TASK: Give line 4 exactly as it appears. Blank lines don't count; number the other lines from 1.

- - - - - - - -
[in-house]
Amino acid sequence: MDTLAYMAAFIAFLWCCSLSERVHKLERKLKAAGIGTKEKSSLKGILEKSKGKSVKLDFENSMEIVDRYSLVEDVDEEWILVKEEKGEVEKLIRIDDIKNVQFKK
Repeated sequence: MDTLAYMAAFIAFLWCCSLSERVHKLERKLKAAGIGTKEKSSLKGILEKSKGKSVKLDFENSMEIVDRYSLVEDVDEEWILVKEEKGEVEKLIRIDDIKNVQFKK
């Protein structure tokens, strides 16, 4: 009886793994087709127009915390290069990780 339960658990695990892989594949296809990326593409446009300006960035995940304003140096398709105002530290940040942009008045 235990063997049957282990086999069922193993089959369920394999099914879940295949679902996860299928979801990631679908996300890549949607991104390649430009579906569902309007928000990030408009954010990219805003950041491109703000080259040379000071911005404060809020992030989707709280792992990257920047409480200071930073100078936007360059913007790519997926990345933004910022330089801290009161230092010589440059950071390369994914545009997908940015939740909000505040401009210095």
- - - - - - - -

């Protein structure tokens, strides 16, 4: 009886793994087709127009915390290069990780 339960658990695990892989594949296809990326593409446009300006960035995940304003140096398709105002530290940040942009008045 235990063997049957282990086999069922193993089959369920394999099914879940295949679902996860299928979801990631679908996300890549949607991104390649430009579906569902309007928000990030408009954010990219805003950041491109703000080259040379000071911005404060809020992030989707709280792992990257920047409480200071930073100078936007360059913007790519997926990345933004910022330089801290009161230092010589440059950071390369994914545009997908940015939740909000505040401009210095």